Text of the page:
Hello everyone. My name is Steve Gladwin and I’ve been running courses in writing for Credu for over a year now and we’ve just started a new evening book club. I’ve been writing seriously since 2012 and my book for Young Adults, ‘The Seven’- based in and around Meifod, where I live - was short listed for the Tir na nOg Prize in 2014. I’ve never had an agent, but I get a great deal of support from being a member of the Scattered Authors Society of children’s writers, (the alternative SAS!) I have attended three of their yearly retreats and have written a monthly blog for them since 2015. From lockdown onwards I have been working on a very different book called ‘Land in Mind’, which is currently being pledged by the excellent ‘Unbound Publishing’, something which is explained elsewhere in this magazine.
So, without any more ado, here is Part One of my Writer’s Fun Kit. Do read on!
The Questions Writers Get Asked Most
Well, there are at least four, (probably more), but as the answer to ‘how much do writers get paid’, would be for me to burst out in laughter or tears, let’s just leave that one, shall we?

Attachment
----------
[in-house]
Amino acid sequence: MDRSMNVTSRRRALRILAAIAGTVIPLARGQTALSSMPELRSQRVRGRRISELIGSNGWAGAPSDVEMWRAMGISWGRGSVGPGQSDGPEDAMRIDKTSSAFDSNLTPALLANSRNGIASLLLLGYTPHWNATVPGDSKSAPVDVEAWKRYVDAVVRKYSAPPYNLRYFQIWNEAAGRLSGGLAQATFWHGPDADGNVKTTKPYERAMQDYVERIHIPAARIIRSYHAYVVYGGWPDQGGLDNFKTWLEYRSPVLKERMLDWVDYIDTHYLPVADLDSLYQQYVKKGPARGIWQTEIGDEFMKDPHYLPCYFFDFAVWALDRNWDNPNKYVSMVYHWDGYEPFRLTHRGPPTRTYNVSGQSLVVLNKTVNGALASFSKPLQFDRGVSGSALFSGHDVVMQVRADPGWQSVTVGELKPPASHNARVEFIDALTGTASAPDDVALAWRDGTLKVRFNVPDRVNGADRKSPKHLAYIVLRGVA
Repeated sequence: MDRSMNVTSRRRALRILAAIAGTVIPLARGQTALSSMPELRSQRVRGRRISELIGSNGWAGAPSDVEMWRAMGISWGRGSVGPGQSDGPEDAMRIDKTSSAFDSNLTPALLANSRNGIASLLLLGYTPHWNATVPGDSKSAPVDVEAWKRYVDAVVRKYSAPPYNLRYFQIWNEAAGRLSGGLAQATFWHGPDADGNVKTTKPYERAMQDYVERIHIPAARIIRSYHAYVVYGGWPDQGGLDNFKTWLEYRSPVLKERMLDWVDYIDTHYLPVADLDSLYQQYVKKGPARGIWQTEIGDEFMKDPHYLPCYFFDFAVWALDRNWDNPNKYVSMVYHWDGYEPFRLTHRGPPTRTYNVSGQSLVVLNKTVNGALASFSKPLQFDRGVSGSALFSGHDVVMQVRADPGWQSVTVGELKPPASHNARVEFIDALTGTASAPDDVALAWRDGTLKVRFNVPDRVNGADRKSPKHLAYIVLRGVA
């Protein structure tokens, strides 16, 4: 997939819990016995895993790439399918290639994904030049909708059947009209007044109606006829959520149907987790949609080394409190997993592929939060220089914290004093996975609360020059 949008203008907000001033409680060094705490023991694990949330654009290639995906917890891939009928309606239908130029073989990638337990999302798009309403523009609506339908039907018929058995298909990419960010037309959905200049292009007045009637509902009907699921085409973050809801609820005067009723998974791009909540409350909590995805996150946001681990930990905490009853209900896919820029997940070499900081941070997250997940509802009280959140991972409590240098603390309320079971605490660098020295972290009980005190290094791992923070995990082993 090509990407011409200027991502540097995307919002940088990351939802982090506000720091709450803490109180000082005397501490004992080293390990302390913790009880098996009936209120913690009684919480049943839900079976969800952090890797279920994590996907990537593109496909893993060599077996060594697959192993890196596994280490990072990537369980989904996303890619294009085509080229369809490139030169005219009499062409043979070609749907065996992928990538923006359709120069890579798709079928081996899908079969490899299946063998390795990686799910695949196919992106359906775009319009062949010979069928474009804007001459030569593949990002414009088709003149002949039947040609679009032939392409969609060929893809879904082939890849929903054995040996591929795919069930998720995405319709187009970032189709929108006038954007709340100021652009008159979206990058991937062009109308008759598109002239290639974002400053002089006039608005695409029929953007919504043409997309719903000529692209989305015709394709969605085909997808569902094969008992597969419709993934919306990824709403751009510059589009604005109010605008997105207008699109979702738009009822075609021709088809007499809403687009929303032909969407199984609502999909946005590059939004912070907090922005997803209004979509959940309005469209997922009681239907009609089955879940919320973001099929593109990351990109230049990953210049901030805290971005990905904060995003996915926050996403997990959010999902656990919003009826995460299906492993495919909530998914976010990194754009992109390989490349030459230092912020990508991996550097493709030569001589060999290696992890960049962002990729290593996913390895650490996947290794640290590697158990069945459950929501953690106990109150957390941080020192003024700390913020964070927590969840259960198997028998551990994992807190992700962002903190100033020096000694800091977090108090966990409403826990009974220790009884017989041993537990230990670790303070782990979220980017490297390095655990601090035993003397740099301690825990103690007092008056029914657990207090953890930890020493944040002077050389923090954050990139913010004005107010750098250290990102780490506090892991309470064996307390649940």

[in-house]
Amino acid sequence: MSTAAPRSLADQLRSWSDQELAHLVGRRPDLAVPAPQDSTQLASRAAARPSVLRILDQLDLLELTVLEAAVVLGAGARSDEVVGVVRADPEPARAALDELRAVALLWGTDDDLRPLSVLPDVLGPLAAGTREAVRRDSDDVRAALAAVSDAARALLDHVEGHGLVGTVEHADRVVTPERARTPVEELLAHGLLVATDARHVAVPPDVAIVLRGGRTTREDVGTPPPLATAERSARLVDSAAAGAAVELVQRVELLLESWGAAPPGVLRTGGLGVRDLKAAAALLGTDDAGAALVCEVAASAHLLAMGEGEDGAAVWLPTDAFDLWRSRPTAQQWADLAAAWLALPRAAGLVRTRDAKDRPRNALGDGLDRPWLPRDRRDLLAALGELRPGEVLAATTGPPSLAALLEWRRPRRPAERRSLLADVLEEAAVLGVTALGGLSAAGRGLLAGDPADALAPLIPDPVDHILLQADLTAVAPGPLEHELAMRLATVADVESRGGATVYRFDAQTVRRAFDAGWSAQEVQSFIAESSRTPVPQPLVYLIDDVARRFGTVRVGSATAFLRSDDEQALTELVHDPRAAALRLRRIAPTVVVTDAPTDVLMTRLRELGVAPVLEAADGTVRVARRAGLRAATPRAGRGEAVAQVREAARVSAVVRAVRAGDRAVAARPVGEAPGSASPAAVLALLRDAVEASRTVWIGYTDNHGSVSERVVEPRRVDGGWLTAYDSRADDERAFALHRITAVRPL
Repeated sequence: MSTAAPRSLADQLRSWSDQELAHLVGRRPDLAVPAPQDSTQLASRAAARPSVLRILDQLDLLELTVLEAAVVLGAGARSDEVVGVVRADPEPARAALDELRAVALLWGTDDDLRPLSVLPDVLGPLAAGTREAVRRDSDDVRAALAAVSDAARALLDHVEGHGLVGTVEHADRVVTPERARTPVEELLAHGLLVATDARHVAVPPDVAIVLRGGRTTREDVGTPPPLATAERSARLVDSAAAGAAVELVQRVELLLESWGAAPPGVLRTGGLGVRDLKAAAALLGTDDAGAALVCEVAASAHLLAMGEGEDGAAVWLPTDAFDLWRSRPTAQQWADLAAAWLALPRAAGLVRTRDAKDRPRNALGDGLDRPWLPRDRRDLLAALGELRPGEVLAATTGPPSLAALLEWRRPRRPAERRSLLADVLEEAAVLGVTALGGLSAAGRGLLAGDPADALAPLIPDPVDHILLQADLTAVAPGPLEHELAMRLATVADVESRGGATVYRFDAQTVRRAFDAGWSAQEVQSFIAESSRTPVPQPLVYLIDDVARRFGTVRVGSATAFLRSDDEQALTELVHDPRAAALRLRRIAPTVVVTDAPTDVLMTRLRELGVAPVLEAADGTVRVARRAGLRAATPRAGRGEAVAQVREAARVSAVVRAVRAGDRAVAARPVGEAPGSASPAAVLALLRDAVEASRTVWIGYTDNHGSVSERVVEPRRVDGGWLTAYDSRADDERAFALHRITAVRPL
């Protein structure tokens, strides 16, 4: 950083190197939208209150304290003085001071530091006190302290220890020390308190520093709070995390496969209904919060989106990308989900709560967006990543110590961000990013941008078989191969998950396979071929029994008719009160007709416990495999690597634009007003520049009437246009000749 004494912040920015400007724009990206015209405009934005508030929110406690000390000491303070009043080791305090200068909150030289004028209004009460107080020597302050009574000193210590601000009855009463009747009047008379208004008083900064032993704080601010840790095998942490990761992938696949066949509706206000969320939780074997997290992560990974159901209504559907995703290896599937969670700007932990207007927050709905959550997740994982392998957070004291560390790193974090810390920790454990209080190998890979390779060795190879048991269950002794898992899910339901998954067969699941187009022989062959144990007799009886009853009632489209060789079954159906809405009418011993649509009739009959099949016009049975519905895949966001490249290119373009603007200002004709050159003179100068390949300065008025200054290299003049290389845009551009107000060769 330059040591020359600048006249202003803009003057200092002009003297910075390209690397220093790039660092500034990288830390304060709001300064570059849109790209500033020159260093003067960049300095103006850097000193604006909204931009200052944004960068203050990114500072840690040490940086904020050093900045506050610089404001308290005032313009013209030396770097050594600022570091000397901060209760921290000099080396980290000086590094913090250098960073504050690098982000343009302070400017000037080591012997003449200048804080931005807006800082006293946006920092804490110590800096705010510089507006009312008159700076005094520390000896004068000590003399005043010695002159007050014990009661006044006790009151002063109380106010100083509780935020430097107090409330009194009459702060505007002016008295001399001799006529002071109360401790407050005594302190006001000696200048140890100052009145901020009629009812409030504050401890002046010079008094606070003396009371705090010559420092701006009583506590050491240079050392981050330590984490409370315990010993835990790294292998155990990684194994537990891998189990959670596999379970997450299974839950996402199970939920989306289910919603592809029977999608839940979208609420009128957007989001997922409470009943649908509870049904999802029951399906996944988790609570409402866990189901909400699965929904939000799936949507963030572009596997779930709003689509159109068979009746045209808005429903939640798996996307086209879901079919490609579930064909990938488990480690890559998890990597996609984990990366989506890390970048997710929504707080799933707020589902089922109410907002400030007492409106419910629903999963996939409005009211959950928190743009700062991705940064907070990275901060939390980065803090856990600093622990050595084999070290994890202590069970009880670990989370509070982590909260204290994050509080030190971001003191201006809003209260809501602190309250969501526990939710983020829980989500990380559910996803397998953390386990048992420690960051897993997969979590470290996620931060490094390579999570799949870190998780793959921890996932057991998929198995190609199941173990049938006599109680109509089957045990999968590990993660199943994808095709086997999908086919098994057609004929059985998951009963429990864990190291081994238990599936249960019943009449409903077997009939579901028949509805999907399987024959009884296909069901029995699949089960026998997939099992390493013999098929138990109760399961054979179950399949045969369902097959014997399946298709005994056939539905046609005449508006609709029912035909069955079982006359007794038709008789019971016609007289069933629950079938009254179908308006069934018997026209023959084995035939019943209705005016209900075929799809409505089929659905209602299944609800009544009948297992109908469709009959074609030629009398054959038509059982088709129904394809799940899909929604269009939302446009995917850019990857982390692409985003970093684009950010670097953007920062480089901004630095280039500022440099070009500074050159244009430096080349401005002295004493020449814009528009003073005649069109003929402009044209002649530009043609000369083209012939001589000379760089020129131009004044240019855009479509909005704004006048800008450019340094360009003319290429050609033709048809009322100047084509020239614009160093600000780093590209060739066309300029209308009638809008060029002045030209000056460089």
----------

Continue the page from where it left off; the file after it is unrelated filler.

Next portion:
Question One There’s a book I want to write. How do I go about doing it.
Question Two I have this great book idea, so how do I get someone to publish it.
Question Three Where do you get your plots from?
OK, then. The most popular questions for writers, the answers, one at a time.
Question One Answer
The best answer I’ve heard to this question is by the excellent American fantasy writer Robin Hobb, whose simple advice is. ‘Write the story out exactly as you want it, including everything, and then set about making it as good as possible.’
There are two important things to remember here. Firstly, if you’re anything like me, you can’t leave the flipping thing alone, even when you’re supposed to be just writing, rather than editing it. I agree with Robin, but I don’t think the amount of editing you will have to do with even an 20,000-word novel, is going to make you feel much like continuing. Far better to write a chunk or chapter at a time, and then do a rough edit on that. If you don’t want to forget your ideas, write down what follows. I honestly think that editing anything over 25 pages can become a drag, especially if you’re not used to it. Fifty may just be pushing your patience a little!
The second is implied by the first, and that means that you must realise that it’s the often-tedious process of making it good which will possibly make you want to bang your head against the nearest wall! In short, the actual getting the story down is the fun, glamour bit. The real work, which comes after, takes far longer, and usually sorts out those who really want to write, from those who fall by the way side.
Question Two Answer